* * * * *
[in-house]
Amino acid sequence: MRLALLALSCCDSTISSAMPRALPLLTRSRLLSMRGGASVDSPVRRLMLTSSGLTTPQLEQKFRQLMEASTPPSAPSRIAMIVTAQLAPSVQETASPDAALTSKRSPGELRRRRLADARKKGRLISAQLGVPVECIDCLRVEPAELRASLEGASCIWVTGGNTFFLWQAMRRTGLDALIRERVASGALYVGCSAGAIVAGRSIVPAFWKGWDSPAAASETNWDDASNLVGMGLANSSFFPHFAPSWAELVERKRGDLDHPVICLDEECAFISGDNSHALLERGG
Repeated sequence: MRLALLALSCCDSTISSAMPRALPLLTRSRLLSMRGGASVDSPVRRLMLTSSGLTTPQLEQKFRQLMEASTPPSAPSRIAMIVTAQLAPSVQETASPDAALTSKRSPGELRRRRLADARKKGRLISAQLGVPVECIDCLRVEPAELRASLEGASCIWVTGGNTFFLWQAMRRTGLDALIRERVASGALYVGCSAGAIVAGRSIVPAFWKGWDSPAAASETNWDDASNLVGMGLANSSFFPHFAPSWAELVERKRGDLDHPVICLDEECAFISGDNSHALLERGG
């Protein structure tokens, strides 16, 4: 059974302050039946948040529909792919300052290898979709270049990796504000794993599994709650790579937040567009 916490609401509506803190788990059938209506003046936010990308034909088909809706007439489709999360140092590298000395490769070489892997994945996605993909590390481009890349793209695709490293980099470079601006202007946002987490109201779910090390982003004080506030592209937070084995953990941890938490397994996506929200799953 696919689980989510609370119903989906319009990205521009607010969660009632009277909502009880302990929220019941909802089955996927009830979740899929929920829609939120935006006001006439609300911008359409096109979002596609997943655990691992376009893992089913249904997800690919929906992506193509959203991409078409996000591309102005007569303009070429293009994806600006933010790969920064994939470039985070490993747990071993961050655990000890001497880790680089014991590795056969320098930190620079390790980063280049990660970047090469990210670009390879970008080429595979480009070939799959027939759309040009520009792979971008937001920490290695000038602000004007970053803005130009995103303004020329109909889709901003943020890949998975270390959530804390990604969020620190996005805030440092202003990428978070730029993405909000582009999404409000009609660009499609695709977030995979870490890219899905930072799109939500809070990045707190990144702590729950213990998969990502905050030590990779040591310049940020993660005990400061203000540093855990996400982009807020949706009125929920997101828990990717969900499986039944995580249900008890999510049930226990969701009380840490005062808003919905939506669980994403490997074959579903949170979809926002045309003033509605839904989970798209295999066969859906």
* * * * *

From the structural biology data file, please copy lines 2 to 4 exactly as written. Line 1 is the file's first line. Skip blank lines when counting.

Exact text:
Amino acid sequence: MRLALLALSCCDSTISSAMPRALPLLTRSRLLSMRGGASVDSPVRRLMLTSSGLTTPQLEQKFRQLMEASTPPSAPSRIAMIVTAQLAPSVQETASPDAALTSKRSPGELRRRRLADARKKGRLISAQLGVPVECIDCLRVEPAELRASLEGASCIWVTGGNTFFLWQAMRRTGLDALIRERVASGALYVGCSAGAIVAGRSIVPAFWKGWDSPAAASETNWDDASNLVGMGLANSSFFPHFAPSWAELVERKRGDLDHPVICLDEECAFISGDNSHALLERGG
Repeated sequence: MRLALLALSCCDSTISSAMPRALPLLTRSRLLSMRGGASVDSPVRRLMLTSSGLTTPQLEQKFRQLMEASTPPSAPSRIAMIVTAQLAPSVQETASPDAALTSKRSPGELRRRRLADARKKGRLISAQLGVPVECIDCLRVEPAELRASLEGASCIWVTGGNTFFLWQAMRRTGLDALIRERVASGALYVGCSAGAIVAGRSIVPAFWKGWDSPAAASETNWDDASNLVGMGLANSSFFPHFAPSWAELVERKRGDLDHPVICLDEECAFISGDNSHALLERGG
């Protein structure tokens, strides 16, 4: 059974302050039946948040529909792919300052290898979709270049990796504000794993599994709650790579937040567009 916490609401509506803190788990059938209506003046936010990308034909088909809706007439489709999360140092590298000395490769070489892997994945996605993909590390481009890349793209695709490293980099470079601006202007946002987490109201779910090390982003004080506030592209937070084995953990941890938490397994996506929200799953 696919689980989510609370119903989906319009990205521009607010969660009632009277909502009880302990929220019941909802089955996927009830979740899929929920829609939120935006006001006439609300911008359409096109979002596609997943655990691992376009893992089913249904997800690919929906992506193509959203991409078409996000591309102005007569303009070429293009994806600006933010790969920064994939470039985070490993747990071993961050655990000890001497880790680089014991590795056969320098930190620079390790980063280049990660970047090469990210670009390879970008080429595979480009070939799959027939759309040009520009792979971008937001920490290695000038602000004007970053803005130009995103303004020329109909889709901003943020890949998975270390959530804390990604969020620190996005805030440092202003990428978070730029993405909000582009999404409000009609660009499609695709977030995979870490890219899905930072799109939500809070990045707190990144702590729950213990998969990502905050030590990779040591310049940020993660005990400061203000540093855990996400982009807020949706009125929920997101828990990717969900499986039944995580249900008890999510049930226990969701009380840490005062808003919905939506669980994403490997074959579903949170979809926002045309003033509605839904989970798209295999066969859906």